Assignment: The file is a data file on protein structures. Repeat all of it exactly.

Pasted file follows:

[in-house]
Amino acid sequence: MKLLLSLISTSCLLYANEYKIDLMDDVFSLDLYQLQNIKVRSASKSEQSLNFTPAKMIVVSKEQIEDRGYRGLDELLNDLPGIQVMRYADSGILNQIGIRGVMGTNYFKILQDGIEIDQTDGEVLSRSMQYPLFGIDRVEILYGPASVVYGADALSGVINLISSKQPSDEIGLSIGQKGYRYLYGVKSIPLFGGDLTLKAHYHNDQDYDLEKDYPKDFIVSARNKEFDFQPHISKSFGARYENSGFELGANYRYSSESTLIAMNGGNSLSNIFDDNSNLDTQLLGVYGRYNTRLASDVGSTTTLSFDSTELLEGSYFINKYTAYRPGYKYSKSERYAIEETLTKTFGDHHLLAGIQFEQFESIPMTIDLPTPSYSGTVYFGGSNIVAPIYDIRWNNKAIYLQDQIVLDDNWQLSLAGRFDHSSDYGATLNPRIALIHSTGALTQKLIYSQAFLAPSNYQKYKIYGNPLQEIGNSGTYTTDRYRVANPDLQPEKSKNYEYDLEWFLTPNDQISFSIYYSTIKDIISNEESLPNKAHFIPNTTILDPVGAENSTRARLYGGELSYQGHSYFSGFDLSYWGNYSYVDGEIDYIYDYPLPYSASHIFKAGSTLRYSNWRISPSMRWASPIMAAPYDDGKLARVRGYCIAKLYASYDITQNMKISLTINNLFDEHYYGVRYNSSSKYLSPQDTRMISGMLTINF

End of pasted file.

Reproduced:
[in-house]
Amino acid sequence: MKLLLSLISTSCLLYANEYKIDLMDDVFSLDLYQLQNIKVRSASKSEQSLNFTPAKMIVVSKEQIEDRGYRGLDELLNDLPGIQVMRYADSGILNQIGIRGVMGTNYFKILQDGIEIDQTDGEVLSRSMQYPLFGIDRVEILYGPASVVYGADALSGVINLISSKQPSDEIGLSIGQKGYRYLYGVKSIPLFGGDLTLKAHYHNDQDYDLEKDYPKDFIVSARNKEFDFQPHISKSFGARYENSGFELGANYRYSSESTLIAMNGGNSLSNIFDDNSNLDTQLLGVYGRYNTRLASDVGSTTTLSFDSTELLEGSYFINKYTAYRPGYKYSKSERYAIEETLTKTFGDHHLLAGIQFEQFESIPMTIDLPTPSYSGTVYFGGSNIVAPIYDIRWNNKAIYLQDQIVLDDNWQLSLAGRFDHSSDYGATLNPRIALIHSTGALTQKLIYSQAFLAPSNYQKYKIYGNPLQEIGNSGTYTTDRYRVANPDLQPEKSKNYEYDLEWFLTPNDQISFSIYYSTIKDIISNEESLPNKAHFIPNTTILDPVGAENSTRARLYGGELSYQGHSYFSGFDLSYWGNYSYVDGEIDYIYDYPLPYSASHIFKAGSTLRYSNWRISPSMRWASPIMAAPYDDGKLARVRGYCIAKLYASYDITQNMKISLTINNLFDEHYYGVRYNSSSKYLSPQDTRMISGMLTINF